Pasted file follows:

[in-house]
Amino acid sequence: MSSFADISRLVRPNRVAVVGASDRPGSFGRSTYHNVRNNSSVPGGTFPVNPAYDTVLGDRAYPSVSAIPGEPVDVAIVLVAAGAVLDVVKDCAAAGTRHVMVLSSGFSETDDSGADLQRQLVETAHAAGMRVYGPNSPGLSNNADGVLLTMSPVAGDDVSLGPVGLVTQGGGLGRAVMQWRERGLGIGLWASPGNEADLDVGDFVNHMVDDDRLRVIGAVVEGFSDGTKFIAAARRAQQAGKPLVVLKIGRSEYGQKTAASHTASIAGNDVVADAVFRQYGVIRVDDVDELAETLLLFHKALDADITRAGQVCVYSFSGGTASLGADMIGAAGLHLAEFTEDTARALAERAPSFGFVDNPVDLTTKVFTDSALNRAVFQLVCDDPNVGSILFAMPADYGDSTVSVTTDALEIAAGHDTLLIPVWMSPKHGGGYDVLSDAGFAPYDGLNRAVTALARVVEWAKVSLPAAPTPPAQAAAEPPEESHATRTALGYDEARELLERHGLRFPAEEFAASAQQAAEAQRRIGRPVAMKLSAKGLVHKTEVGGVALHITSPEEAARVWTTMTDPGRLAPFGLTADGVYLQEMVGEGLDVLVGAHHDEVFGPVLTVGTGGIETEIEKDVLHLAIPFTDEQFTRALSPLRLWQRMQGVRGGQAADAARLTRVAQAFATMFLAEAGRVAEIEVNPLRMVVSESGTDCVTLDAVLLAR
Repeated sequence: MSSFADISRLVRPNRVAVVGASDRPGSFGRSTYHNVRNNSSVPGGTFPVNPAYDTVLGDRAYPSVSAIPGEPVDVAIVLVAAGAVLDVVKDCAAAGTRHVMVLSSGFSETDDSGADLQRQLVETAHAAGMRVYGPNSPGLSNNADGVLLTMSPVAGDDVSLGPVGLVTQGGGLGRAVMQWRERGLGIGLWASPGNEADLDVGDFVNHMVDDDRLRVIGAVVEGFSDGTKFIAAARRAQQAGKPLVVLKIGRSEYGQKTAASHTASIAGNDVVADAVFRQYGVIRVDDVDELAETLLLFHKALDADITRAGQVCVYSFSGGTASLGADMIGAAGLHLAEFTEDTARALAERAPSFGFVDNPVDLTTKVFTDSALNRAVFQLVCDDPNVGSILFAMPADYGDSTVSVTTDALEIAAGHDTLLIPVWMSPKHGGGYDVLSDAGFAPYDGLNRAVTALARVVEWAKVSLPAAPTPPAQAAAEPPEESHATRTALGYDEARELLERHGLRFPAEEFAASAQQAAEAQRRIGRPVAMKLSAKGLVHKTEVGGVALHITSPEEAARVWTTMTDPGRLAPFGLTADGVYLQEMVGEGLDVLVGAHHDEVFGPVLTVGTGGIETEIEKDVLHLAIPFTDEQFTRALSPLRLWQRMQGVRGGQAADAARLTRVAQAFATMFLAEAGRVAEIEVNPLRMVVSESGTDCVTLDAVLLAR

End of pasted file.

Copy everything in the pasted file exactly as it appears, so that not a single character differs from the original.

[in-house]
Amino acid sequence: MSSFADISRLVRPNRVAVVGASDRPGSFGRSTYHNVRNNSSVPGGTFPVNPAYDTVLGDRAYPSVSAIPGEPVDVAIVLVAAGAVLDVVKDCAAAGTRHVMVLSSGFSETDDSGADLQRQLVETAHAAGMRVYGPNSPGLSNNADGVLLTMSPVAGDDVSLGPVGLVTQGGGLGRAVMQWRERGLGIGLWASPGNEADLDVGDFVNHMVDDDRLRVIGAVVEGFSDGTKFIAAARRAQQAGKPLVVLKIGRSEYGQKTAASHTASIAGNDVVADAVFRQYGVIRVDDVDELAETLLLFHKALDADITRAGQVCVYSFSGGTASLGADMIGAAGLHLAEFTEDTARALAERAPSFGFVDNPVDLTTKVFTDSALNRAVFQLVCDDPNVGSILFAMPADYGDSTVSVTTDALEIAAGHDTLLIPVWMSPKHGGGYDVLSDAGFAPYDGLNRAVTALARVVEWAKVSLPAAPTPPAQAAAEPPEESHATRTALGYDEARELLERHGLRFPAEEFAASAQQAAEAQRRIGRPVAMKLSAKGLVHKTEVGGVALHITSPEEAARVWTTMTDPGRLAPFGLTADGVYLQEMVGEGLDVLVGAHHDEVFGPVLTVGTGGIETEIEKDVLHLAIPFTDEQFTRALSPLRLWQRMQGVRGGQAADAARLTRVAQAFATMFLAEAGRVAEIEVNPLRMVVSESGTDCVTLDAVLLAR
Repeated sequence: MSSFADISRLVRPNRVAVVGASDRPGSFGRSTYHNVRNNSSVPGGTFPVNPAYDTVLGDRAYPSVSAIPGEPVDVAIVLVAAGAVLDVVKDCAAAGTRHVMVLSSGFSETDDSGADLQRQLVETAHAAGMRVYGPNSPGLSNNADGVLLTMSPVAGDDVSLGPVGLVTQGGGLGRAVMQWRERGLGIGLWASPGNEADLDVGDFVNHMVDDDRLRVIGAVVEGFSDGTKFIAAARRAQQAGKPLVVLKIGRSEYGQKTAASHTASIAGNDVVADAVFRQYGVIRVDDVDELAETLLLFHKALDADITRAGQVCVYSFSGGTASLGADMIGAAGLHLAEFTEDTARALAERAPSFGFVDNPVDLTTKVFTDSALNRAVFQLVCDDPNVGSILFAMPADYGDSTVSVTTDALEIAAGHDTLLIPVWMSPKHGGGYDVLSDAGFAPYDGLNRAVTALARVVEWAKVSLPAAPTPPAQAAAEPPEESHATRTALGYDEARELLERHGLRFPAEEFAASAQQAAEAQRRIGRPVAMKLSAKGLVHKTEVGGVALHITSPEEAARVWTTMTDPGRLAPFGLTADGVYLQEMVGEGLDVLVGAHHDEVFGPVLTVGTGGIETEIEKDVLHLAIPFTDEQFTRALSPLRLWQRMQGVRGGQAADAARLTRVAQAFATMFLAEAGRVAEIEVNPLRMVVSESGTDCVTLDAVLLAR